IOT manufacturing malfunctions are becoming an all too frequent occurrence. Robotics in manufacturing plants have also proven to be deadly when they malfunction. There have been many instances where workers have been crushed and bludgeoned by robotics in these facilities when these robots go haywire.  Often these accidents are caused by the robots’ strict adherence to their coding, so when a robot encounters a novel situation, it often does not know how to respond.    In 2016, a study found 144 deaths, 1,391 patient injuries, and 8061 device malfunctions related to robotic surgical machines from 2000 to 2013. The reported list of malfunctions during surgeries included uncontrolled movements of the robot, spontaneously switching on and off, loss of video feed, system error codes, and electrical sparks causing burns. Overall, the study found 550 adverse surgical events per 100,000 surgeries.

There is no denying that AI and IoT devices will become more and more integrated into our daily lives as time goes on.  However, as that happens, new and unanticipated risks will begin to emerge alongside them.  Therefore, it has become abundantly clear that claims professionals will have to adapt to the changing times to understand how to best handle the damages that result from the technological advancement of society.

III.       Legal Response to AI and IoT

As AI and IoT are relatively new fields of technology that have only been widely commercially available for the last few years, there is not much established law regarding liabilities caused by them. Accordingly, there is no established consensus regarding how damages caused by these technologies should be handled. However, that has not stopped courts and legal scholars from developing their own legal theories for the allocation of liability stemming from AI and IoT.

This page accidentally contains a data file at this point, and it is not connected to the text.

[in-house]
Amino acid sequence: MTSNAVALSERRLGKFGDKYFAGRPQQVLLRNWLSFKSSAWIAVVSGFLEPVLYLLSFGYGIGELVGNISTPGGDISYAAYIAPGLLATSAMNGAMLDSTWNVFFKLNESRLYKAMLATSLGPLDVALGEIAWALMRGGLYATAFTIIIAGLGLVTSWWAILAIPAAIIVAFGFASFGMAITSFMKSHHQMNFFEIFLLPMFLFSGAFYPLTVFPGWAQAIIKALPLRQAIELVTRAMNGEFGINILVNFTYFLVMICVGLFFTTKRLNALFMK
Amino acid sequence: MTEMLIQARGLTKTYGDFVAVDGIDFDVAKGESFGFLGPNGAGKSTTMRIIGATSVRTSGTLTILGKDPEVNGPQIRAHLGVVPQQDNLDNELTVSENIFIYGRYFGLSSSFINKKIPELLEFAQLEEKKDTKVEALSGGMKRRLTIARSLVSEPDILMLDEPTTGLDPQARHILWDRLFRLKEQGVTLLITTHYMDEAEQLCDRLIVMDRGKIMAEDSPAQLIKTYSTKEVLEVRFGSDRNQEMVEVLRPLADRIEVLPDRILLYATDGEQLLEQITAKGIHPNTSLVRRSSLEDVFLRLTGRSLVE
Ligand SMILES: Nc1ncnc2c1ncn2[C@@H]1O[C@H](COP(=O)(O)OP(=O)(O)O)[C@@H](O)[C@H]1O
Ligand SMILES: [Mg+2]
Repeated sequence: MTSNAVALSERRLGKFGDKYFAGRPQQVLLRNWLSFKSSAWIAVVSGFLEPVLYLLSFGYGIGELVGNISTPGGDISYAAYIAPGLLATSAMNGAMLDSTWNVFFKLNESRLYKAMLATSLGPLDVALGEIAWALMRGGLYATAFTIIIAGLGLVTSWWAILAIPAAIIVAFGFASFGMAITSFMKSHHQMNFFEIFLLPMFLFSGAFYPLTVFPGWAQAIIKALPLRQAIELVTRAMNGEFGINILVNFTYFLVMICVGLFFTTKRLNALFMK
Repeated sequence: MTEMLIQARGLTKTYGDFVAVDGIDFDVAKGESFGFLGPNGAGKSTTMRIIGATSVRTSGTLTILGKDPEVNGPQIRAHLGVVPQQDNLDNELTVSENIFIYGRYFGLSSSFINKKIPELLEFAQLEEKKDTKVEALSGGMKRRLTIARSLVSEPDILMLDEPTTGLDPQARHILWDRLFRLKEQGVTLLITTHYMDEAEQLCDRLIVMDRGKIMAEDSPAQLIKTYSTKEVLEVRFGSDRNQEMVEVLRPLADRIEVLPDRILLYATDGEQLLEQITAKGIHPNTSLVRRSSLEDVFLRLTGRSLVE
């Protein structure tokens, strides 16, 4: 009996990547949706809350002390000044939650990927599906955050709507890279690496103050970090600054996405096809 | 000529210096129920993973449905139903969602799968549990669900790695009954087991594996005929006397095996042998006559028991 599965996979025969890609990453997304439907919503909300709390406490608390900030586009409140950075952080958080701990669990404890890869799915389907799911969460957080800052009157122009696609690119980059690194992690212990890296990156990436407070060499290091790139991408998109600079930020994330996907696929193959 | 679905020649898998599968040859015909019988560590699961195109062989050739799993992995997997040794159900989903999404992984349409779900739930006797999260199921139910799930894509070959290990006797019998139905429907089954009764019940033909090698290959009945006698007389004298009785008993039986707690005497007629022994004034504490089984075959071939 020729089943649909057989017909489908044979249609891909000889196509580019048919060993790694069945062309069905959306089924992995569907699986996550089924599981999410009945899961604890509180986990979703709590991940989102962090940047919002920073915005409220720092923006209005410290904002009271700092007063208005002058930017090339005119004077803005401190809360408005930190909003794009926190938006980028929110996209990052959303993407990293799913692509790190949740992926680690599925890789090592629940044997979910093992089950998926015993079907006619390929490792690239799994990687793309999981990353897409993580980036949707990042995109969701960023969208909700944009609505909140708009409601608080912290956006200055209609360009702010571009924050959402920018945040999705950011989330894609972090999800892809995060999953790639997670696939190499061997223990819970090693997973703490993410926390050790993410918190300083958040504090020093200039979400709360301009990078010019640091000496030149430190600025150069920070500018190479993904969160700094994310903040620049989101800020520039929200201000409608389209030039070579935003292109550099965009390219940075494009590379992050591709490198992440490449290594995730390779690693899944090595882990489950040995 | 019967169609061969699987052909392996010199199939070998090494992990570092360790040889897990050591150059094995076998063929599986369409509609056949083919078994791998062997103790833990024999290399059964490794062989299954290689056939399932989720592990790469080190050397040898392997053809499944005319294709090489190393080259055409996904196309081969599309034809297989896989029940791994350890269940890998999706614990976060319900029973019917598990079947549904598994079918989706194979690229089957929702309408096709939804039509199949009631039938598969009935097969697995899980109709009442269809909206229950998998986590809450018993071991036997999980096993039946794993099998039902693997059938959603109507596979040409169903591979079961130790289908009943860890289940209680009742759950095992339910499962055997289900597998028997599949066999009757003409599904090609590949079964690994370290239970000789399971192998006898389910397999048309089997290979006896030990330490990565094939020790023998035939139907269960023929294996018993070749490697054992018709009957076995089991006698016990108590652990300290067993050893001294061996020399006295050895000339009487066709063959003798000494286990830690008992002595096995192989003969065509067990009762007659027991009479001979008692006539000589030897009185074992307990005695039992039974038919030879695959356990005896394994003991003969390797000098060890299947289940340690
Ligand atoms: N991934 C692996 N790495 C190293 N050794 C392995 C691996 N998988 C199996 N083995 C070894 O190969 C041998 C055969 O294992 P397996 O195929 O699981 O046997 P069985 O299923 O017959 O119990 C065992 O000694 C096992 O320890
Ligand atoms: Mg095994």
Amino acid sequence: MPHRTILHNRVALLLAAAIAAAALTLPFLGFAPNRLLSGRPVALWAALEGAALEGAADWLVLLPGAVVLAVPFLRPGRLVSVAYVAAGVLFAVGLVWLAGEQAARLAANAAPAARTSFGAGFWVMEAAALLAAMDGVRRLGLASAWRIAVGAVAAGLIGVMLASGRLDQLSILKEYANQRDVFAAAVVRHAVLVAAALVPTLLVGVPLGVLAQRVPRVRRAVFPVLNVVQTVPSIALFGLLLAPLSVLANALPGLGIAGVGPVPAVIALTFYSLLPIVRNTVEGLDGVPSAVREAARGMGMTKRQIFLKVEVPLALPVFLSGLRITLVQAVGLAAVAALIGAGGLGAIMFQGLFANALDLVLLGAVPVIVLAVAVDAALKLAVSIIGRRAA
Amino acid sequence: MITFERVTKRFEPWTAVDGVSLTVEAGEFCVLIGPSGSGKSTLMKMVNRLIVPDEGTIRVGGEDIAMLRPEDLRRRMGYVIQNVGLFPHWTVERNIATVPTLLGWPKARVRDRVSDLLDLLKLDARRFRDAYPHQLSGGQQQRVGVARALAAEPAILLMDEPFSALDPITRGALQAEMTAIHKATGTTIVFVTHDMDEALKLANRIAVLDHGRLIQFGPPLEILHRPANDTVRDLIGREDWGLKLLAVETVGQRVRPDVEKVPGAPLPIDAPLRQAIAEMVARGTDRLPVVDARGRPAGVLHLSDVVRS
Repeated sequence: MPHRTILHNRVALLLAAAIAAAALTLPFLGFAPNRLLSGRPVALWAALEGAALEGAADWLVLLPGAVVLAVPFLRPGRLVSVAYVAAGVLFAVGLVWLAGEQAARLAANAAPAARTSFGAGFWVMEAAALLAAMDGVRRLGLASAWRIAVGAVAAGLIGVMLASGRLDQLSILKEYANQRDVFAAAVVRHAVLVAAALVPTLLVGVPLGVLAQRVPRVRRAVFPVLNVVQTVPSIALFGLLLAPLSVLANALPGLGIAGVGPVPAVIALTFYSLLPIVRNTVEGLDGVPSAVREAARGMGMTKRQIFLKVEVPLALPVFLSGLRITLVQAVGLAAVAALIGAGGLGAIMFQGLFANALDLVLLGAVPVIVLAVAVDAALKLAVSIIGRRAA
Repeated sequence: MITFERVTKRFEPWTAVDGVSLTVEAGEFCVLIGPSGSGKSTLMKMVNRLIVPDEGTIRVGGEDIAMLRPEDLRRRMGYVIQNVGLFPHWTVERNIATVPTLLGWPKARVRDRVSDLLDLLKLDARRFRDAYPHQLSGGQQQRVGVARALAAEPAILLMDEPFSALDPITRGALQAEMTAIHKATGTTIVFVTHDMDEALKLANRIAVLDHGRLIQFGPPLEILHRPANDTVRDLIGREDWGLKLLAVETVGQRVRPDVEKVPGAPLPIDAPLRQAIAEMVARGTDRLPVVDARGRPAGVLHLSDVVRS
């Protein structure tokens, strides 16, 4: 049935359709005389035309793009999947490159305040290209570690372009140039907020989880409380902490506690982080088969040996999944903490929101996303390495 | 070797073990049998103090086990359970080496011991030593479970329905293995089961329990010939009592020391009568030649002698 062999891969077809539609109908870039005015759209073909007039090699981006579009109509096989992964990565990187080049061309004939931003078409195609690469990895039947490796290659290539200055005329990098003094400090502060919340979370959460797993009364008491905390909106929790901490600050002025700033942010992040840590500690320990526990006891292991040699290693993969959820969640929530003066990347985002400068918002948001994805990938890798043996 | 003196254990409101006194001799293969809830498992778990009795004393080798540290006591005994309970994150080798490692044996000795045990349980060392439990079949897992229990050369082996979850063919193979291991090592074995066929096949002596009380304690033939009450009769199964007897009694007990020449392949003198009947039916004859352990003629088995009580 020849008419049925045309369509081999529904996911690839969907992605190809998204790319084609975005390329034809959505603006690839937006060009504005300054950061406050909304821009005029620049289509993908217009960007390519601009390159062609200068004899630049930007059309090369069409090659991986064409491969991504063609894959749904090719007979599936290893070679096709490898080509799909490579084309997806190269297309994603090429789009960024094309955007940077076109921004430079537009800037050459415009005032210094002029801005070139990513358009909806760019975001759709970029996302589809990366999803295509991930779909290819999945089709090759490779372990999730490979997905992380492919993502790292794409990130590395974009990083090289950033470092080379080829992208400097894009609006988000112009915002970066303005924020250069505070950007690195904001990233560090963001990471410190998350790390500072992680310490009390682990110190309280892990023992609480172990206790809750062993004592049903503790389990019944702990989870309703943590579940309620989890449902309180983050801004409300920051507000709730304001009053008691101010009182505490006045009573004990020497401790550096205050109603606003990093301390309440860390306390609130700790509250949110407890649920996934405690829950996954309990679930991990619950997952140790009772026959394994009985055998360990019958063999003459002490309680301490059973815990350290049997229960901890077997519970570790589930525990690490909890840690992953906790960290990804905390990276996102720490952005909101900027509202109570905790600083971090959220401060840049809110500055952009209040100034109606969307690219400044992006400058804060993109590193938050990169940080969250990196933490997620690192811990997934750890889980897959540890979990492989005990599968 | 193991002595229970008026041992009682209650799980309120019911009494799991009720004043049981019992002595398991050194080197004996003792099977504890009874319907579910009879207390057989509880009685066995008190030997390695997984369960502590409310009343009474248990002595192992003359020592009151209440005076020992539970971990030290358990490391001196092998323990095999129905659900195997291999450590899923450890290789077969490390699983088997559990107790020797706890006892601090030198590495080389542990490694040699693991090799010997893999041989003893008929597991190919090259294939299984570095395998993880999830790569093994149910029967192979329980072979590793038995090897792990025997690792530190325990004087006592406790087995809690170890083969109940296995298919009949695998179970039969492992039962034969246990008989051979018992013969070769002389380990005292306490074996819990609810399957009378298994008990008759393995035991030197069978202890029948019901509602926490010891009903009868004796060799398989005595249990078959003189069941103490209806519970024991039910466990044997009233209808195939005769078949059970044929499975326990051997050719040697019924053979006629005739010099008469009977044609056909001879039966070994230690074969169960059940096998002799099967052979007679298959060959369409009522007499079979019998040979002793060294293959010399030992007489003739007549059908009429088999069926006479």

c)      Legal Theories for AI Liability

AI presents particularly unique legal liability challenges because, in theory, the software program that was sold to the user will not be the same program that caused the liability. This is because the machine learning capabilities of AI necessarily results in the software rewriting its own code to evolve with the data that it is receiving and become more efficient or accurate in performing its task. As such, the legal community is debating who should be held liable for damages caused by AI.  Is the consumer that used the AI liable because the defect manifested itself while under his control or should the manufacturers and programmers have predicted the defect and prevented it from manifesting preemptively?  If the suppliers are to blame, which link in the chain of production is at fault for which percentage of damages?  Can an AI be treated as a legal entity — like corporations are — and be held directly responsible for damages it causes?  To answer these questions, several legal theories have been proposed to allocate liability for damages caused by AI.

One legal theory proposed is to use the doctrine of Respondeat Superior for AI liability. Respondeat Superior, also known as the “Master-Servant Rule,” states that a principal should be liable for the actions of an agent who was negligent while working within his scope of employment.  A similar theory is to treat AI as if it was an ordinary tool.  Just as a person would be liable for negligently operating heavy machinery, an AI consumer would be liable for negligently implementing AI.  Under this theory, a person who buys or uses the AI will be liable for damages caused by the AI while acting under the person’s control. This creates a principal-agent like relationship between the consumer and the AI so that actions taken by the AI could be imparted upon the consumer. Therefore, the consumer would not be able to evade liability for damages caused by the AI simply because he did not intend for the AI to act in the way it did.  Under this theory, the AI user could hold the AI developer liable for damages only if he can prove the AI was defective while under the developer’s control and that defect was the proximate cause of the damages.